Retaining the freshness of fruits and vegetables has been a struggle for centuries with tiny accomplishments in this regard. Although science has provided cold storage solutions to maintain the freshness of fruits and vegetables, the process that has been widely accepted and used for decades helps in retaining fruits and vegetables’ freshness for up to a week when stored between – 2 to – 5-degree temperatures, its a short-lived process resulting in a huge amount of losses to farmers as well as business vendors.
“It’s all about blemish-free produce,” says Jay Johnson, who ships fresh fruit and vegetables from North Carolina and central Florida.
“What happens in our business today is that it is either perfect, or it gets rejected. It is perfect to them, or they turn it down. And then you are stuck.”
Food waste is often described as a “farm-to-fork” problem. Produce is lost in fields, warehouses, packaging, distribution, supermarkets, restaurants, and fridges. By one government tally, about 60m tonnes of produce worth about $160 billion is wasted by retailers and consumers every year. About one-third of food is wasted globally: 1.6 billion tonnes of produce a year, with a value of about $1 trillion. It looks like all that is about to change with the introduction of ‘Black Box’ Technology.
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‘Black Box’ Technology
While efforts are being made to reduce wastage of perishables via cold chain management, an Indian company has introduced ‘Black Box’ technology, which ensures the preservation of fresh fruits and vegetables for 1000 days (about 2.7 years).
In science, computing, and engineering, a Black Box technology is a device, process, or system whose inputs and outputs (and the relationships between them) are known. Still, the whole internal structure or working is (1) not well, or at all, understood, (2) not necessary to be understood for the job or purpose at hand, or (3) not supposed to be known because of its confidential nature.
Entrepreneurs Sahil Peerzada and Sachin Adhikari of Viztar Agritech have tied up with Spain-based Nice Fruits to offer new technology in cold storage plants in the Indian subcontinent. Their company will be partners, in technology as well as equity, in these cold storage plants.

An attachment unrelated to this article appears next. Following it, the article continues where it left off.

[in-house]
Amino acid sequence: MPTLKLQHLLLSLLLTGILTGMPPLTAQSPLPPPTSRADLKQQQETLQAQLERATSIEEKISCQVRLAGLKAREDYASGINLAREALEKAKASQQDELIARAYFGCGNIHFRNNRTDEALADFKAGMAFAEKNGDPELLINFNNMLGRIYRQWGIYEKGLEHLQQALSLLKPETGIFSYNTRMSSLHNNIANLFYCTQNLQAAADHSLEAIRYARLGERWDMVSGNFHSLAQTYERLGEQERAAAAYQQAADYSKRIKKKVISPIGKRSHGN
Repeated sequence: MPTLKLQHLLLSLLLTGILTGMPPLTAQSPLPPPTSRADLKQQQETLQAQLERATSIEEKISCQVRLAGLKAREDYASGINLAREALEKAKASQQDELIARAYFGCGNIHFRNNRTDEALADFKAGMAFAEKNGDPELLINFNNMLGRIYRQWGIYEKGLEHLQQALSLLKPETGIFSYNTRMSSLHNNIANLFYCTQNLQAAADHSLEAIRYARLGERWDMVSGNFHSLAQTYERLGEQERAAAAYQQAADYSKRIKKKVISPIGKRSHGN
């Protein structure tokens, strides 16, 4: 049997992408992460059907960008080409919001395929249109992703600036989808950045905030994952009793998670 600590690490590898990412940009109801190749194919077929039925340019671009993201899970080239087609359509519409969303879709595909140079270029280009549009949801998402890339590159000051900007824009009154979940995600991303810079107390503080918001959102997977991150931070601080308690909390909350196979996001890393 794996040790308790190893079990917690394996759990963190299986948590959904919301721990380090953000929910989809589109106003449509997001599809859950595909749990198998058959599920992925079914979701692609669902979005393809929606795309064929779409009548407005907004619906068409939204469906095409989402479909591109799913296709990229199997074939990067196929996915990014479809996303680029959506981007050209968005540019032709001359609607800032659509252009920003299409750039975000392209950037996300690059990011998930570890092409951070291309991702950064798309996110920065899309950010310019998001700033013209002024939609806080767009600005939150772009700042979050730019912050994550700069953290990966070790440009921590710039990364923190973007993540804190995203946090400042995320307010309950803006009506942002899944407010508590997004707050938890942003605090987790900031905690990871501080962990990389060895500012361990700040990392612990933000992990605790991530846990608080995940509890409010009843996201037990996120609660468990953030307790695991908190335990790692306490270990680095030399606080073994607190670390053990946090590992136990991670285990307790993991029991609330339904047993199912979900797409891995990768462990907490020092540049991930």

Black Box is a unique technology developed by scientists in Spain. It can be easily set up in any factory or plant. Regular cold storage utilizes nitrogen. However, in the Black Box system, there will be neither nitrogen nor any preservative. The stored commodities will have their natural content and nutrition value intact for 1,000 days, Peerzada told IANS.
Initial Ventures and Storage
Although very little is known and disclosed about this technology, it claims to keep – anything from fruits and vegetables to meat – fresh for 1000 days using Black Box. The technology had been tried and tested worldwide and patented in the US.
The company has tied up with Hindustan LNG to set up two such storage plants in Hyderabad, with the first two plants to become operational in the next seven months (by March 2018). Subsequently, similar plants will be set up for mangoes in Maharashtra and Uttar Pradesh.
The company has claimed that new technology would increase the farmer’s return by four-fold. Initially, this storage capacity will be 30 tonnes per day, which will be increased to 1000 tonnes per day later.
‘Black Box’ Benefits
Farmers are forced to throw their produce on the road after prices go down. They cannot store it due to a lack of proper preservation and storage facilities. With our technology, farmers will not be required to go to markets and sell their produce at a modest price. They can come to us and get four times the price, Peerzada said.
The cold storage factories will store agriculture produce from farmers and export them “on their own terms.”
“It will be a win-win situation for both farmers and traders. Also, it will help the country in getting a foreign exchange,” he added.
This is the first-ever technology venture initiated that promises to maintain the product’s freshness for about 2.7 years without losing its natural content in terms of color, texture and coarse appearance, and nutritional value. Let’s wait to see how effective this technology will prove to shape the agricultural commodity markets.